child will learn to name a ball, they will learn its
characteristics: its usefulness, how to physically interact with
it, and the basic rules associated with its use. A child will be
reminded and distracted by these lessons every time they see a
Letters are different. To your child, they have no purpose and
no rules. The only consequence associated with letters is the
praise a child receives for recognizing and pronouncing them.
For the purposes of enabling verbalization, letters require no
association or context. The alphabet, itself, presents no
intellectual distraction. It is not important that a toddler
knows the aural function of letters in order to progress
Additionally, a child’s opportunities to practice the alphabet
are unlimited. Because letters appear so frequently in their
universe children can and do continue their lessons
independently. Your may have thumbed through their picture book
countless times, but the book holds new interest as a child
recognizes familiar shapes in the text. Letters appear on
packaging, appliances, doors, television, and more. In fact,
almost every facet of your child’s universe offers them the
chance to practice the alphabet.
The simplicity of the alphabet and its multitude of learning
opportunities allows your child to practice developing speech
with no pressure and little emotional involvement. Unlike “hi”
or “bye-bye”, it does not require an understanding of social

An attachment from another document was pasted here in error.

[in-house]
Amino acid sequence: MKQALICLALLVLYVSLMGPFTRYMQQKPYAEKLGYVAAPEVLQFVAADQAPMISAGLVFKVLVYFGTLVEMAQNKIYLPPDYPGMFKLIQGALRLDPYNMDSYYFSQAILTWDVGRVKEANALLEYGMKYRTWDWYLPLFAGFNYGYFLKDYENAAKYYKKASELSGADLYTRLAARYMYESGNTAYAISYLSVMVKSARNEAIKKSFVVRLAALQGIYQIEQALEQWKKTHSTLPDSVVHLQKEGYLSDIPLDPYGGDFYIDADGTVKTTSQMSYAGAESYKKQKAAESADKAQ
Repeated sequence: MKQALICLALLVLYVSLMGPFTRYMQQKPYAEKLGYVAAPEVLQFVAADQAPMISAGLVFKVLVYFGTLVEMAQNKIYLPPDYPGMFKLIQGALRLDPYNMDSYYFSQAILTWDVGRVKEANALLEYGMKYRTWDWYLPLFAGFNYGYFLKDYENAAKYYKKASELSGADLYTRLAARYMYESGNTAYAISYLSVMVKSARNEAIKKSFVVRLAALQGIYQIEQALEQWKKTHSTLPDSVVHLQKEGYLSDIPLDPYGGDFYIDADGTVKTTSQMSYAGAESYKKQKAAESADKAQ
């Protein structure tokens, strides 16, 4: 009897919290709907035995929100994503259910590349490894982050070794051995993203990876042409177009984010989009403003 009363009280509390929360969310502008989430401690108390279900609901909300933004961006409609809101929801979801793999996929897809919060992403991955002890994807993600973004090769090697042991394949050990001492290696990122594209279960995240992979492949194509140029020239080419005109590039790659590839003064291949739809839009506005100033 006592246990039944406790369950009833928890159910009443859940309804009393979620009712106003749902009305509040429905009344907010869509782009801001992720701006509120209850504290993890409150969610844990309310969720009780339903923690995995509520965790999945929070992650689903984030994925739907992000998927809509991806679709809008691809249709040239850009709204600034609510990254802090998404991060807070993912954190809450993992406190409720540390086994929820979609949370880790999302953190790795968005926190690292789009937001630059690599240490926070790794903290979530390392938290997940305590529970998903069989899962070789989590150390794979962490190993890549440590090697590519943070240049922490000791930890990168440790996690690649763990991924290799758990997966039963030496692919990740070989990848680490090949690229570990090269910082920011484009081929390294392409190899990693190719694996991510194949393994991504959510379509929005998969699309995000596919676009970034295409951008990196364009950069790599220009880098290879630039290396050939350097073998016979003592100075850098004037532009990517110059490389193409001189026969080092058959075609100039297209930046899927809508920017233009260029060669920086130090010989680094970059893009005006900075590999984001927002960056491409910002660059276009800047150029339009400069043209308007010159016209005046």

propriety. Where objects can arouse wanting or even fear,
letters carry little emotional attachment for children. Because
a toddler doesn’t understand a letter as a tool, their
memorization does not require a comprehension of cause and
effect. Children are freed from the stress of learning language
by the utter uselessness of letters in their lives.
How to Start
Quality learning materials are available to parents in
abundance. A walk through the education section of any bookstore
will present an endless selection of puzzles, flashcards, and
word association games. However, these materials can be costly
and may fail to capture or sustain your toddler’s interest.
Children’s television programming is another powerful learning
tool, but may not serve well as an introduction to the alphabet.
The lessons provided are not concentrated and it is difficult
for small children to focus on learning when material is
presented in a mass of entertainment. However, once your child
begins to recognize those bizarre shapes, this form of education
will be more effective.
Perhaps the best tool available to parents is their own
computer. Many websites exist for the specific purpose of
educating infants and toddlers. In order to attract visitors,
many baby-oriented corporations have invested heavily in the
development of free online learning games.
Of these corporate websites, Fisher-Price may provide the best
early introduction to the alphabet. The company’s “ABC’s Zoo
for infants provides a clear and entertaining
review of letters and their names. Children are presented with a
single letter and short animal animations as a narrator clearly
speaks the letter name and the animal’s name. Even better, the
infant version of the game allows your child to advance letters
by pressing any key, rather than requiring the ability to use a
Youtube is another
fantastic source of learning material. A simple keyword search
will provide clips of educational material from popular modern
and vintage children’s programming. You may find your child
enjoys the same images and songs you learned from as a child.
However you choose to begin the process, remember that teaching
your child the alphabet will take practice. Parents should
provide a variety of learning tools as their child will likely
tire of even the most captivating games. Patience, reward and
repetition are the keys to a positive learning environment, no
matter which environment you choose.